Nathan’s Here: Now, following a long delay, it is finally here! I actually held off on publishing this because I couldn’t decide whether I should or not. To be honest, before the week of research I spent before writing this essay I didn’t know very much on the topic of outsourcing. What I did know, however, was that I was very strongly set against it. Now, after that week of research, I still oppose outsourcing, but I have a better understanding of how little I know on the topic. That said, here’s the argument essay I wrote in favorite of “insourcing” jobs back into the United States.
Today more than ever, current and future professionals must face the prospect of their jobs being sent overseas. In 2004, the U.S. Department of Labor and Forrester Research, Inc. estimate that between 2003 and 2015 over 3 million jobs would move offshore (Young). No longer is it only low wage manufacturing jobs that are being threatened, but also white-collar positions, from call center operators to paralegals. As a nation, we must recognize the detriment this “offshoring” trend represents for both our economy and future generations of workers.
With the advent of modern modes of communication, even white-collar jobs previously thought safe from offshoring are being threatened. From call center operators to informational technology jobs, roles which once could only be filled by domestic employees are now being replaced with much cheaper foreign equivalents. And it’s not just jobs that require low skill or education levels that are being moved. Alan S. Blinder, a respected author on the topic of offshoring, comments on the lack of correlation between the required education level of a job and how “offshorable” it is, “… it is easy to offshore working in a call center, typing transcripts, writing computer code, and reading X-rays. The first two require very little education, the last two require quite a lot” (Blinder, par. 14). Even employees who don’t face the offshoring of their positions can find themselves being forced to train foreign replacements being brought in from other countries, often on a temporary work visa such as the H-1B visa, or else forfeit their severance package after their inevitable release (Greenhouse, par. 6).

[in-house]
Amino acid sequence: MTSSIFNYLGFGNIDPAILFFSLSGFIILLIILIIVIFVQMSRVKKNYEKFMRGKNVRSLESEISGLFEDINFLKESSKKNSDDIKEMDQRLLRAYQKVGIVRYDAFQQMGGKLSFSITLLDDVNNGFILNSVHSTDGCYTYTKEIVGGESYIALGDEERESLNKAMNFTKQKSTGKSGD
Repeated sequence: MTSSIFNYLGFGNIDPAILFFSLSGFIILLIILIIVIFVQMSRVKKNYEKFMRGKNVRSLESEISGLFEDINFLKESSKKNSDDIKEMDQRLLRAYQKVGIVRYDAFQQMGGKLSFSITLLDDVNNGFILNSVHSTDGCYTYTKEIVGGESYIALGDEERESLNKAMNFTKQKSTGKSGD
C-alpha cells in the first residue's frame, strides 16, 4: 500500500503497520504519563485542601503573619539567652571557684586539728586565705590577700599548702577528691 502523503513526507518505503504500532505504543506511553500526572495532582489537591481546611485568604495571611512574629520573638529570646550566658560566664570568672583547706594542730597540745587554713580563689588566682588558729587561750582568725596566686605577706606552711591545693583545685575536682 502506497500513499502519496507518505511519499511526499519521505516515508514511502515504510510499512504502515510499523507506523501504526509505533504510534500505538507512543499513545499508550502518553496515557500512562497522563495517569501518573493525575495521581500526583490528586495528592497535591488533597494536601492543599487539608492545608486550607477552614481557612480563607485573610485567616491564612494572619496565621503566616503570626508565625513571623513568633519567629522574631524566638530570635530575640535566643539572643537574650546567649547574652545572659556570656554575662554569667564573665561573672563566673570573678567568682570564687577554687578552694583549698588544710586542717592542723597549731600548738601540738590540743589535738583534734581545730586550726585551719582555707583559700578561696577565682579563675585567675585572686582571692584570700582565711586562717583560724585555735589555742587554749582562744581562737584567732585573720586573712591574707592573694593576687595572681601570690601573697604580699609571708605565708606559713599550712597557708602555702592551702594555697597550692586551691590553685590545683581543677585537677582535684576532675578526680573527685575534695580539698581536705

This trend of white-collar jobs being sent overseas also has severe implications for job seekers. Shortly after the recession of 2008, Don Peck, deputy managing editor for The Atlantic, described the challenge of recovering from the job losses in that period, “Because the population is growing and new people are continually coming into the job market, we need to produce roughly 1.5 million new jobs a year … just to keep from sinking deeper” (Peck, par. 13). This means that Forrester Research’s estimate of 300,000 jobs offshored every year represented 20% of the job growth needed to prevent the recession from getting worse! However, the economy has since recovered, and new jobs are being created, though as Gary Burtless, a labor economist at the Brooking Institution notes, “In a sense, every time someone’s laid off now, they need to start all over. They don’t even know what industry they’ll be in next” (qtd. in Peck, par. 16). The increasing variety of jobs which can be done remotely means that higher education is no longer a cure-all, and that many people who spent time and money obtaining a degree now find themselves out of their chosen career field. Alan Blinder suggests that “the kind of education our young people receive may prove to be more important than how much education they receive” and that “looking forward over the next 25 years, more subtle occupational advice may be needed” (Blinder, pars. 16 & 17). Where once it was common for students to go to college automatically, now students must consider future career options or else they risk joining a pool of terminally unemployed or underemployed career seekers burdened with student loans.